How To Reopen Your Spa Business After The COVID-19 Lockdown

Countless businesses have been forced to shut their doors due to the continued spread of COVID-19, which has taken countless lives and endangered our collective future. Despite the perils associated with the coronavirus, social distancing guidelines and continued efforts toward the development of a vaccine illustrate that we have a bright reopening to look forward to. Nevertheless, many entrepreneurs and everyday professionals are at a loss when it comes to planning for the eventual reopening of their businesses, largely because guidance from leading health authorities hasn’t always been forthcoming or consistent.

Are you a spa owner looking to reopen your business after the COVID-19 lockdown expires? Here’s what you need to know to safely reopen your business when the lockdown passes us by, and what mistakes you can’t afford to make for the health and safety of your customers and staff. 

Follow the CDC’s reopening guidelines

The most important thing that any business owner can do is inform themselves on what the CDC has to say about reopening. The CDC has provided a number of guidelines that are specifically useful to those who operate hot tubs, public pools, and other aquatic facilities which your spa may make use of. The first and most important step is promoting behavior that will thwart the spread of COVID-19, as your spa won’t be able to financially recover if it becomes a transmission hotspot in the future. 

Check out the CDC’s advice and ensure that your employees are well-aware of it, too. Provide masks, gloves, sanitizing equipment, and other safety essentials to customers and workers alike, as asking them to provide these things for themselves will doubtlessly lead to poor hygiene practices. Adapt all the space areas to fit the new two metre distance rule, including the guests’ waiting area furniture, gym and changing rooms, and the staff’s linen rooms. Waterproof floor stickers on tile can also be used to ensure one-way flow in the spa or near the entrance. Ensure that you also incorporate the safety measures you’re taking into your marketing materials, as few customers will want to go to your spa or get a good spray tanning unless they’re confident you’re taking this public health pandemic seriously. In the long-run, this will be excellent for your brand, as it will convince them that your brand cares about their hygiene and safety.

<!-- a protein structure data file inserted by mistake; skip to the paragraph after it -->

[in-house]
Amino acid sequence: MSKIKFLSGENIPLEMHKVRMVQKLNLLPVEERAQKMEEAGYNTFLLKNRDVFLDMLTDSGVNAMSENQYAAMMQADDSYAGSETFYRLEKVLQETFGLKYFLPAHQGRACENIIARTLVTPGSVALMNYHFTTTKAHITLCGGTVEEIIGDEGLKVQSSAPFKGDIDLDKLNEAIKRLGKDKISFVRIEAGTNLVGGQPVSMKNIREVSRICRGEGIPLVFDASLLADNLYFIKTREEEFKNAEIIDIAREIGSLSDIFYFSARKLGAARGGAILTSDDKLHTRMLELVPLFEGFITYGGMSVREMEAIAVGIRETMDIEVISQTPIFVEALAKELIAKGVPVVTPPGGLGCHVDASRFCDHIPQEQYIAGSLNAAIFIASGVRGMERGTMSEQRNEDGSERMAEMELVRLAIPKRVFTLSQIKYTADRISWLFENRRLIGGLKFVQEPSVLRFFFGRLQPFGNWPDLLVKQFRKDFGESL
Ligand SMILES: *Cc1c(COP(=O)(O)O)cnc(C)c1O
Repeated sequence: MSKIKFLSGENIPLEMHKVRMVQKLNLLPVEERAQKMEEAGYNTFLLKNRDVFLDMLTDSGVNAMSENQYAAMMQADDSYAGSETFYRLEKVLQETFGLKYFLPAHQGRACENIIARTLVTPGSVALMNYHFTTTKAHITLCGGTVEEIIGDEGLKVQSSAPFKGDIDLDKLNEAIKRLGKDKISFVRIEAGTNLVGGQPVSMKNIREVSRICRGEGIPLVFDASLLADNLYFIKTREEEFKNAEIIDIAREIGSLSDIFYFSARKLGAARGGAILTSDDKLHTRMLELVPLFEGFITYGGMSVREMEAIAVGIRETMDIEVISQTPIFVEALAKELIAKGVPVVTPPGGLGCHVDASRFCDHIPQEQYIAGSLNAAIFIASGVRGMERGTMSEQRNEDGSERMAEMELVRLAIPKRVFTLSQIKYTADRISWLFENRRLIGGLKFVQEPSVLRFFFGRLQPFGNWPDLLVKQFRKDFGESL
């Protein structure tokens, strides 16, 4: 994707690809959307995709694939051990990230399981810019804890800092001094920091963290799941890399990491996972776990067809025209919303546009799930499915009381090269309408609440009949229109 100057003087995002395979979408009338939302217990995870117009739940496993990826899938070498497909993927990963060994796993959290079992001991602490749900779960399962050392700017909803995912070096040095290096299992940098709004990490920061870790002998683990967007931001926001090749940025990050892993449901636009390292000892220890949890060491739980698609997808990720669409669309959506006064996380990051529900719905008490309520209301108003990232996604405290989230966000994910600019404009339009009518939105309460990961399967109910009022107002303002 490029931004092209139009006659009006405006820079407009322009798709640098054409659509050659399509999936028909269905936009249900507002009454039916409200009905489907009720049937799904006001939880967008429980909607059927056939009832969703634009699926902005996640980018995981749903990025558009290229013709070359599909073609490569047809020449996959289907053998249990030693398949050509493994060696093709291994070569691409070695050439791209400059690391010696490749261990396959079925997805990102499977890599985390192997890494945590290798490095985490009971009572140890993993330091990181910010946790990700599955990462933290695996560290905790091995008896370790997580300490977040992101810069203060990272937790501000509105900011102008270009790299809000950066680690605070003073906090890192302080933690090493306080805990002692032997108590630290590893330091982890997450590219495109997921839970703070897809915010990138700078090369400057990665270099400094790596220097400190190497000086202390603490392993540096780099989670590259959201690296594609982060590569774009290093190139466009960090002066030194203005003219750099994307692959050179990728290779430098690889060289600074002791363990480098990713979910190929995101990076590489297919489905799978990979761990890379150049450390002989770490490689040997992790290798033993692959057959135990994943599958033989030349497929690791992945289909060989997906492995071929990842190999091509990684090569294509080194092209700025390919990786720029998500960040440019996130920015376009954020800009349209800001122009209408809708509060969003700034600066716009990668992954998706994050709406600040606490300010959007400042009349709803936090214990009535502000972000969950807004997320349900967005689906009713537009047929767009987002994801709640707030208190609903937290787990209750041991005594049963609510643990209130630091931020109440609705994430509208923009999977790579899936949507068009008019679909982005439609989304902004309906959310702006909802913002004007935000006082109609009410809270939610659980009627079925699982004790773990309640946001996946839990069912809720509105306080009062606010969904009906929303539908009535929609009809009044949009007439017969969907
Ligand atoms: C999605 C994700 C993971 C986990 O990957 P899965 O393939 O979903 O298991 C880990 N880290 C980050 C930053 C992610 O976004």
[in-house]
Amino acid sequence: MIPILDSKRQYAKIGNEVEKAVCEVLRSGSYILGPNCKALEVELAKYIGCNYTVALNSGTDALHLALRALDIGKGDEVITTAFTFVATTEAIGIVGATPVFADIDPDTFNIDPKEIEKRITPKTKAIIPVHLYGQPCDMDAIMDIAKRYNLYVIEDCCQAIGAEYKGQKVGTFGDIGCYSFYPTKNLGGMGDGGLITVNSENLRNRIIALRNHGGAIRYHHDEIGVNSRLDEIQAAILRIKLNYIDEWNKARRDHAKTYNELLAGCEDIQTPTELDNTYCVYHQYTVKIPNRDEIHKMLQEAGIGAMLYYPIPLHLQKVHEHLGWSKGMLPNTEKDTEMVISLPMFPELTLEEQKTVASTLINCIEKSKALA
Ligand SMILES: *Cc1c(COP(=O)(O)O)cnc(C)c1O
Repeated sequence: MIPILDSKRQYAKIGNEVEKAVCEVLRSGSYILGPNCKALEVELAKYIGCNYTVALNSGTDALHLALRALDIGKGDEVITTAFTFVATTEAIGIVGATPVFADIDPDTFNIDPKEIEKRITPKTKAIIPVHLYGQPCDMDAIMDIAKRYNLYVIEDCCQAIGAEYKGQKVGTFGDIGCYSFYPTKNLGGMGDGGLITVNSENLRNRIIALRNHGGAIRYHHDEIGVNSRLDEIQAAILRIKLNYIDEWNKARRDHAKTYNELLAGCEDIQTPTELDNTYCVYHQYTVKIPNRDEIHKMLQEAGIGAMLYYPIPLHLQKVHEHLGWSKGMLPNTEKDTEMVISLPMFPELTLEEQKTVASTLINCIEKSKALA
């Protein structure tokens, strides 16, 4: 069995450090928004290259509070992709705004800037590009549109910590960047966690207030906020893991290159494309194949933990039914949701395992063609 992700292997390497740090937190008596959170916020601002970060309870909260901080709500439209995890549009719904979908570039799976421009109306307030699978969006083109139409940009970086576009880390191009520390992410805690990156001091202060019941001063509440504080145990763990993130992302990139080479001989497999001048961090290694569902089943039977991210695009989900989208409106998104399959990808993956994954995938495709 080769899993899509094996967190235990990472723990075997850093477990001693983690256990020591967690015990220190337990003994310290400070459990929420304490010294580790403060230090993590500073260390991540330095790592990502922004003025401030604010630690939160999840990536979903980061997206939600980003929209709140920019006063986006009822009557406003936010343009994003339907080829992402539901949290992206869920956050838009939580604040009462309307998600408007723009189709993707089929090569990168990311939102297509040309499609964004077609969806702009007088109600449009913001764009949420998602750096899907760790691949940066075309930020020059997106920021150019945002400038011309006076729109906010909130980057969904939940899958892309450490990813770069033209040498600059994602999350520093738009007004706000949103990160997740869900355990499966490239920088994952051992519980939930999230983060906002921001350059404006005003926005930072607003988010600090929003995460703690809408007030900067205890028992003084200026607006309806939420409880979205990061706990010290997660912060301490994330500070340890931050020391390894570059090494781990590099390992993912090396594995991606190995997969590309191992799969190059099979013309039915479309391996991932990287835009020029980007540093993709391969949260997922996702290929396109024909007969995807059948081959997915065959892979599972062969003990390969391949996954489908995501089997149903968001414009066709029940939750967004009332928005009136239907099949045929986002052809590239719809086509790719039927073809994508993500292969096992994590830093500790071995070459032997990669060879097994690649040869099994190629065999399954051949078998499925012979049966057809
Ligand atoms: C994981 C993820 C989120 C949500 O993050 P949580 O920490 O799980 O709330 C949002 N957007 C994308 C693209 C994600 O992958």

Know that you may need to prohibit walk-ins, which means that you’re about to start scheduling far more visits than you may be used to. Upgrading your digital infrastructure such as using a management software like Wellyx and training employees to deal with a surge in appointments is going to be of the utmost importance. Automated emails and other marketing materials which may be going out without your approval right now will need your personal approval before being sent out to customers, lest you wish to diminish your brand in their eyes. 

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Consider ditching cancellation fees – many customers may get cold feet, and paying cancellation fees in a time like this may anger them. This could lead to poor reviews which hurt your brand. Finally, familiarize yourself with spa reopening kits which have been provided by leading wellness experts around the world. These can help you with everything from employee preparation to facility scrubbing. Armed with this knowledge, your spa will soon be incredibly well prepared to reopen after the COVID-19 lockdown expires.

Brett Sartorial

Brett is a business journalist with a focus on corporate strategy and leadership. With over 15 years of experience covering the corporate world, Brett has a reputation for being a knowledgeable, analytical and insightful journalist. He has a deep understanding of the business strategies and leadership principles that drive the world's most successful companies, and is able to explain them in a clear and compelling way. Throughout his career, Brett has interviewed some of the most influential business leaders and has covered major business events such as the World Economic Forum and the Davos. He is also a regular contributor to leading business publications and has won several awards for his work.